Victoria Smalls might one day return to St. Helena Island, where she grew up on land with farm animals and not far from what she deems sacred ground.
The Penn Center campus is where her father graduated from Penn School and her parents met during the Civil Rights movement. It’s where she most recently worked in various roles for five years.
“It felt like a natural thing for me to be there,” Smalls said.
But Smalls has moved on from the place she felt such a strong connection to.
She found an opportunity she says will allow her to grow while keeping a hand in what she knows well — the Lowcountry’s Gullah history and culture. In July, Smalls became program manager for the fledgling International African American Museum in Charleston and moved to Mt. Pleasant.
The museum’s temporary office is on Calhoun Street across from Emanuel AME Church. On her first day in the city she heard multiple languages during a three-block walk to lunch, noted the many tourists and variety of food.
It was an adjustment for Smalls, whose mother objected to the bustle after a brief stint on Hilton Head Island and moved the family back to St. Helena.
The Charleston museum is a $75 million project expected to break ground next year on the waterfront and be built by 2019. When finished, its exhibits will tell the story of South Carolina’s role in the slave trade and will allow visitors to trace their ancestry through the enslaved Africans who arrived in Charleston.
Smalls said she expects the remaining $25 million needed in private donations will be raised this fall.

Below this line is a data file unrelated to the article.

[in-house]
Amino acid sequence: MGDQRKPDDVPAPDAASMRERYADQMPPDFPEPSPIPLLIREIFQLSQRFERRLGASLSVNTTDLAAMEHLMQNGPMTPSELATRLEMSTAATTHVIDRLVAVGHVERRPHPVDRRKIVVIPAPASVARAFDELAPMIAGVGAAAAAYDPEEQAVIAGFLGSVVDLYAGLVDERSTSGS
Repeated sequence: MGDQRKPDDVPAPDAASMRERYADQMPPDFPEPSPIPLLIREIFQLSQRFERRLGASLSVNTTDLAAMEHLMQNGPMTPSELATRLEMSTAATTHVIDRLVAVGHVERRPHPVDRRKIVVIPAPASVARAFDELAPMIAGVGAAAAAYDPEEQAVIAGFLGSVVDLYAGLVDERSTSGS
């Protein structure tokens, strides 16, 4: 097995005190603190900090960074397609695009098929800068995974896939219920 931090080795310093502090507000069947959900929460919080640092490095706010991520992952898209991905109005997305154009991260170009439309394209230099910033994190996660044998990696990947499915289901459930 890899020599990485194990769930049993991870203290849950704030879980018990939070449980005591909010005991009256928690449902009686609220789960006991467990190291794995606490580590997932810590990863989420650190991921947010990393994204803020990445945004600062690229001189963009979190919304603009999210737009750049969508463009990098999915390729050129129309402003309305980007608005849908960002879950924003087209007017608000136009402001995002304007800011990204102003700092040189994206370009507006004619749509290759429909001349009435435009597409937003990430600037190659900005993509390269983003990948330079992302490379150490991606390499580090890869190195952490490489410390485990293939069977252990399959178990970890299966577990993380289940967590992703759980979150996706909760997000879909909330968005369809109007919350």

At Penn Center, Smalls worked in development and marketing and as its director of art, history and culture. With the museum, she is learning fundraising software and will eventually have a hand in a little of everything, including filling out a staff.
The staff already had Beaufort County ties.
Michael Boulware Moore, the museum’s president and CEO, is the great-great grandson of Beaufort hero Robert Smalls. Victoria Smalls, no known relation to Robert Smalls, pointed out that the new museum will look out into the harbor where Robert Smalls, once enslaved in Beaufort, stole a Confederate ship and navigated it to freedom.
Moore and Victoria Smalls were part of a recent workshop to help shape the stories that will be told at the national monument to Reconstruction planned for Beaufort County. Smalls noted that in a recent interview, Moore said he wanted to reach out and work with similar organizations, mentioning Penn Center first.
“It made me feel very proud,” Smalls said. “I feel like I can still be that liaison, that connection to home.”